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Mark Rudolph MacGuigan, PC (February 17, 1931 – January 12, 1998) was a Canadian academic and politician.

The Honourable

Mark MacGuigan

17th Secretary of State for External Affairs
In office
March 3, 1980 – September 9, 1982
Prime MinisterPierre Trudeau
Preceded byFlora MacDonald
Succeeded byAllan MacEachen
Minister of Justice and Attorney General of Canada
In office
September 10, 1982 – June 29, 1984
Prime MinisterPierre Trudeau
Preceded byJean Chrétien
Succeeded byDonald Johnston
Judge
Federal Court of Canada
(Appeals Division)
In office
June 29, 1984 – January 12, 1998 (death)
Appointed byPierre Trudeau
Member of the Canadian Parliament
for Windsor-Walkerville
In office
June 25, 1968 – June 29, 1984
Preceded byElectoral District created
Succeeded byHoward McCurdy
Personal details
Born
Mark Rudolph MacGuigan

(1931-02-17)February 17, 1931
Charlottetown, Prince Edward Island
DiedJanuary 12, 1998(1998-01-12) (aged 66)
Oklahoma City, Oklahoma
NationalityCanadian
Political partyLiberal
ParentsMark Rudolph MacGuigan, Sr. (father)
Agnes Violet Trainor (mother)
Alma materSaint Dunstan's University
The University of Toronto
Osgoode Hall Law School
Columbia University
ProfessionLawyer
Member of Parliament
Judge

Born in Charlottetown, Prince Edward Island, the son of Mark Rudolph MacGuigan and Agnes Violet Trainor,[1] he was educated at Saint Dunstan's University (B.A.), the University of Toronto (M.A., Ph.D. (Philosophy)), Osgoode Hall Law School (LL.B.), and Columbia University (LL.M., J.S.D.) [2] He was a professor at Osgoode and the University of Toronto and was dean of law at the University of Windsor.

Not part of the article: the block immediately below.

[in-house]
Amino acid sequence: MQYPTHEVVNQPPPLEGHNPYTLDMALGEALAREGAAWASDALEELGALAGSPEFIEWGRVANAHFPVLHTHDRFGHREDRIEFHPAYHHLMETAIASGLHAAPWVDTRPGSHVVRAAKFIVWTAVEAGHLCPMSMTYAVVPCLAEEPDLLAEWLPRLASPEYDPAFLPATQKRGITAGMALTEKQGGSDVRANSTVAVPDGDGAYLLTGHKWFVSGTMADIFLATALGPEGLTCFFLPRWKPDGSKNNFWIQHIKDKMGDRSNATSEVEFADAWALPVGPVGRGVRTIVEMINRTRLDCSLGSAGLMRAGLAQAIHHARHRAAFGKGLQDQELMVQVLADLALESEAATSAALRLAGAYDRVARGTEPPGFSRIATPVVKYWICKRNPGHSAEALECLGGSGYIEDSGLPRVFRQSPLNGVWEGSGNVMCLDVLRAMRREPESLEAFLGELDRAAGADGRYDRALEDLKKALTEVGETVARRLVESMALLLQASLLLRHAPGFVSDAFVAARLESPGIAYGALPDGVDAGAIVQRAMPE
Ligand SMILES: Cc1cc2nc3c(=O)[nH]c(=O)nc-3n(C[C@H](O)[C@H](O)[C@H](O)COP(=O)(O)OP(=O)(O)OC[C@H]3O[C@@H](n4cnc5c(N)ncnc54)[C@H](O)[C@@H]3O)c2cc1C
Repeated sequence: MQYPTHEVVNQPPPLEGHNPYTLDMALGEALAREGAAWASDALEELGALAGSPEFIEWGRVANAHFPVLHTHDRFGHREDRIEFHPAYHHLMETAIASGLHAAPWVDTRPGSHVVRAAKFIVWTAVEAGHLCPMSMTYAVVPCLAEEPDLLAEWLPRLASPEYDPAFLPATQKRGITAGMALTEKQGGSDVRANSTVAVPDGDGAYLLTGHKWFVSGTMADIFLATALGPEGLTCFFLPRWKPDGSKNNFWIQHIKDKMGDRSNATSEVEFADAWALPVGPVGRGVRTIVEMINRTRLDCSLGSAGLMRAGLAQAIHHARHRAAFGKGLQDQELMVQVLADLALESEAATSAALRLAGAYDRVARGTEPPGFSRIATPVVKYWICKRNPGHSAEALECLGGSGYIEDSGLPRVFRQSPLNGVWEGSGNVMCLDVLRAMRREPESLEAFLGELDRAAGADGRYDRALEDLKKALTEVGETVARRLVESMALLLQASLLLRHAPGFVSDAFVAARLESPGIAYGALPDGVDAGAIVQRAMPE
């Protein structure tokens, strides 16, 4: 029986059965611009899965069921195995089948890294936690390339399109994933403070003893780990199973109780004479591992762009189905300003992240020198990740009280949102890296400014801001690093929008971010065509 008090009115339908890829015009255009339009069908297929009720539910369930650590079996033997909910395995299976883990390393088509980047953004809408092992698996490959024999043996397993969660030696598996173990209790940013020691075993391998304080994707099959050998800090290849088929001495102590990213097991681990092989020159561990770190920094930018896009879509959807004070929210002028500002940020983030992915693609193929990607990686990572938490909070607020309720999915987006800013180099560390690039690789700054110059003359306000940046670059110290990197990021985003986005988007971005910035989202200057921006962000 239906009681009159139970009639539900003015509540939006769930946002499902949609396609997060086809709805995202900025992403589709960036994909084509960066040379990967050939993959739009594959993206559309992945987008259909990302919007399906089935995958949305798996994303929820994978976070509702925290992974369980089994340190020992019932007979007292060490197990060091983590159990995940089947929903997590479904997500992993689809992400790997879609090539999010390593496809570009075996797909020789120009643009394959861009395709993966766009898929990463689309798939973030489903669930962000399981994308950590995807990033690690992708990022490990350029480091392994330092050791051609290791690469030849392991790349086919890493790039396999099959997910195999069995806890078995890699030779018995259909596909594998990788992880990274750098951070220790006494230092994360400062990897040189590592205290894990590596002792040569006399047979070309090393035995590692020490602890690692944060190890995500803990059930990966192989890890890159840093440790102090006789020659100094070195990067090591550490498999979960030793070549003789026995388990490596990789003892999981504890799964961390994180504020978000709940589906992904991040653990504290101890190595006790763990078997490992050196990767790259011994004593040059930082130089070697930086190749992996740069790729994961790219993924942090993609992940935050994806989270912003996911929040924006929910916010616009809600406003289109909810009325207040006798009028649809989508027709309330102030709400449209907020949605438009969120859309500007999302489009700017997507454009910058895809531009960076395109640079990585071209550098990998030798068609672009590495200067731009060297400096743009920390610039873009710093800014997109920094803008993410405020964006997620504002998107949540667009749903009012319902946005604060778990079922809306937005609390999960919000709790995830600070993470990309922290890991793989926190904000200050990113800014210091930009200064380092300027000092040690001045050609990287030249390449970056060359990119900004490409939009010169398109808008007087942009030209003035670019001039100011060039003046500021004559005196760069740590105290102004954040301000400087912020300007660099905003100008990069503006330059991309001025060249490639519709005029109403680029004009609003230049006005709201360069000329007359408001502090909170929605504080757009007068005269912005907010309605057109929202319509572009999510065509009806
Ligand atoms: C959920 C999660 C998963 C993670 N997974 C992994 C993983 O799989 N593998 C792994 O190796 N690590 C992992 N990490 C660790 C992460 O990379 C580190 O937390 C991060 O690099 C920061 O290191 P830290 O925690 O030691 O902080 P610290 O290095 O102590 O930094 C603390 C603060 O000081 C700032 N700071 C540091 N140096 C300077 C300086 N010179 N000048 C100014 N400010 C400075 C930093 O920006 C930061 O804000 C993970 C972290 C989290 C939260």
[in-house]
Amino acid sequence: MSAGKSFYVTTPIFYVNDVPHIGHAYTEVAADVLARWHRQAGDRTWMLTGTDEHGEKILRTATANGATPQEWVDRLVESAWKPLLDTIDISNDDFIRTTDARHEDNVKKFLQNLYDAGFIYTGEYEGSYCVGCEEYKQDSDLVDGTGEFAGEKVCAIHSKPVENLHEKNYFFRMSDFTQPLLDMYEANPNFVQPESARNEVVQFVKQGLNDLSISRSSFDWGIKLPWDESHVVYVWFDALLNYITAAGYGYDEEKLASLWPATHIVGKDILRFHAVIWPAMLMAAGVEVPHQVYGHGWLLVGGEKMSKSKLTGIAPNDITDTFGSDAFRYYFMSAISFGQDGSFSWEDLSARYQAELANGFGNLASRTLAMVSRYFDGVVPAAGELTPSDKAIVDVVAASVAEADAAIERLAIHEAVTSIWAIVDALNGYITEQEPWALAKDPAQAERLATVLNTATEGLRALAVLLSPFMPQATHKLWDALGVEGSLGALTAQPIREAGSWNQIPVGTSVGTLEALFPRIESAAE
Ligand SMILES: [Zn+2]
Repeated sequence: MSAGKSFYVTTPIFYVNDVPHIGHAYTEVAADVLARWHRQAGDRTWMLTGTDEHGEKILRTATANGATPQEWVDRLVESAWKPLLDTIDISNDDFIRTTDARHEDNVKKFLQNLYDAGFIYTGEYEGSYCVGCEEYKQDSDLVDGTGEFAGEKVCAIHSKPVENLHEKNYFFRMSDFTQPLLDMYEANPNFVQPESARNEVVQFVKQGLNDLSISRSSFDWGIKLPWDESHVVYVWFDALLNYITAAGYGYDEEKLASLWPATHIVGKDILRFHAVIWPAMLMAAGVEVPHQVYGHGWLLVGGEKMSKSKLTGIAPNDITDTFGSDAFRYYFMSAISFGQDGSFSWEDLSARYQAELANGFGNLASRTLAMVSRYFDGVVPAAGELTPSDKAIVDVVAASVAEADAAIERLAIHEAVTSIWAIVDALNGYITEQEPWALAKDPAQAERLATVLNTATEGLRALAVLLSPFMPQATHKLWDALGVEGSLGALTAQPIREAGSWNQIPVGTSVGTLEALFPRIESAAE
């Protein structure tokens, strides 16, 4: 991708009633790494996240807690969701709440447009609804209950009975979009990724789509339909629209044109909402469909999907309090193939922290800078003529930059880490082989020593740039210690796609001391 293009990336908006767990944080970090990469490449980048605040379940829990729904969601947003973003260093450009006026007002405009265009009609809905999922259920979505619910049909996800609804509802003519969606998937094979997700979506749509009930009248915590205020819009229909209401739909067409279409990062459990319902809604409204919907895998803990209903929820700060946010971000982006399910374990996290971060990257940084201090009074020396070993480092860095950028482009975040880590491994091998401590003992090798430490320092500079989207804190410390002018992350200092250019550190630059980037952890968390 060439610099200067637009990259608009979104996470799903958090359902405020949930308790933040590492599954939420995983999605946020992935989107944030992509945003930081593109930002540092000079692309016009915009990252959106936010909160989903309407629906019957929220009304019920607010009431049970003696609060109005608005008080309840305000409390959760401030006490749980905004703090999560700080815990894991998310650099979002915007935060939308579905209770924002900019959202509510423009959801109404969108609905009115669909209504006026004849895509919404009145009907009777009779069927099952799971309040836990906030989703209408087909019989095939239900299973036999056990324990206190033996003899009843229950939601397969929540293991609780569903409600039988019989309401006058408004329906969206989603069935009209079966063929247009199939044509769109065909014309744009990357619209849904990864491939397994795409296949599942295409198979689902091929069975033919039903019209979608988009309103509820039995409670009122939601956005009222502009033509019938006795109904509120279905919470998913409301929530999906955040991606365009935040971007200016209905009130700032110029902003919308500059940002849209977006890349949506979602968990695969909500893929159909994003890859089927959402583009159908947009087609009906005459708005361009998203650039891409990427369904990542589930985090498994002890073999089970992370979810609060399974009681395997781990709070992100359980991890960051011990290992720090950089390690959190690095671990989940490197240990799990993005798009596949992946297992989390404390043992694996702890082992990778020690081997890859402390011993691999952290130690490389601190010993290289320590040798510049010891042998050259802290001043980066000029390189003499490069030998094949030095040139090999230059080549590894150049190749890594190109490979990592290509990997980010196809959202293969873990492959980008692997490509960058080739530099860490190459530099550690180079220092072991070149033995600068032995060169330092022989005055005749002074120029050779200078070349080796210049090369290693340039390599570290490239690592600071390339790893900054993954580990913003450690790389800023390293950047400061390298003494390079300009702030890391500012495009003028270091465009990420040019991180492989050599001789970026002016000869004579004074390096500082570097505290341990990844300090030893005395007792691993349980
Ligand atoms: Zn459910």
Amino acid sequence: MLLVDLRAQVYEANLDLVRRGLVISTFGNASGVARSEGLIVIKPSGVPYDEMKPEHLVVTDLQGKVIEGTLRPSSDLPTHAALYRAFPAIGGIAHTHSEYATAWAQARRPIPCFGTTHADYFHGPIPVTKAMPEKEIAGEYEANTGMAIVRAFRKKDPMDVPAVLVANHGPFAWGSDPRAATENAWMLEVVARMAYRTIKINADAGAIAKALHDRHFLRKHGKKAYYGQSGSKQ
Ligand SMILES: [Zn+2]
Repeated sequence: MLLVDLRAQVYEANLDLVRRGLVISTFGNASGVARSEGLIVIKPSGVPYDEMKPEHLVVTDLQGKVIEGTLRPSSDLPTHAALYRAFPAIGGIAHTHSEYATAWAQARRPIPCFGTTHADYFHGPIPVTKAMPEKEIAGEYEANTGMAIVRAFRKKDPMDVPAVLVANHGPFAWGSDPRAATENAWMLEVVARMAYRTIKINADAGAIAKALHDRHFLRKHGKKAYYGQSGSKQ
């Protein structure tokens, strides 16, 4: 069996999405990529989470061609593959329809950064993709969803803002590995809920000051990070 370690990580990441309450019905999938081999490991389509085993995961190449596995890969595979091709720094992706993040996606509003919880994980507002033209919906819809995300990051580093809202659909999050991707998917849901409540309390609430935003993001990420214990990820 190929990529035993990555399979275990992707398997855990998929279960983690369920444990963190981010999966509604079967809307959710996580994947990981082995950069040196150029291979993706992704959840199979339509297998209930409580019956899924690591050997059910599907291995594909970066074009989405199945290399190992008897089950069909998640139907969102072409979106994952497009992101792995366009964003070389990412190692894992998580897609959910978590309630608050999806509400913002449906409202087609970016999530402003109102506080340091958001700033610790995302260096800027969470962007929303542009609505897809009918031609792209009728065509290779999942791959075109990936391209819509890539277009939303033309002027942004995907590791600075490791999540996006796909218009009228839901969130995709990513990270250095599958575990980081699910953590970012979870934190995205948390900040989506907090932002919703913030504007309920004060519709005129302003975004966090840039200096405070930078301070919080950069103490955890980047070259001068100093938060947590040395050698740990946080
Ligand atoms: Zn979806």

MacGuigan was elected as a Liberal Party candidate to the House of Commons of Canada in the 1968 general election. He was re-elected in 1972, 1974, 1979, and 1980.

In 1976, he took a turn at provincial politics and ran for the leadership of the Ontario Liberal Party. He lost to Stuart Smith at the leadership convention.

In 1980, he was appointed Secretary of State for External Affairs in the cabinet of Prime Minister Pierre Trudeau. He became Minister of Justice and Attorney General of Canada in 1982.

When Trudeau announced his retirement as Liberal leader and prime minister, MacGuigan ran to succeed him at the 1984 Liberal leadership convention. He placed fifth. He retired from politics following the convention, and became a judge on the federal Court of Appeal.

He died in Oklahoma City of liver cancer in 1998.

Further readingEdit

  • P. Whitney Lackenbauer (ed.). An Inside Look at External Affairs during the Trudeau Years: The Memoirs of Mark MacGuigan. University of Calgary Press. ISBN 1-55238-076-9.

ReferencesEdit

  1. ^ Weeks, Blair (2002). Minding the House: A Biographical Guide to Prince Edward Island MLAs. Acorn Press. ISBN 1-894838-01-7.
  2. ^ Hon. Justice Mark R. MacGuigan Memorial Scholarship, University of Prince Edward Island. Retrieved 7 July 2012.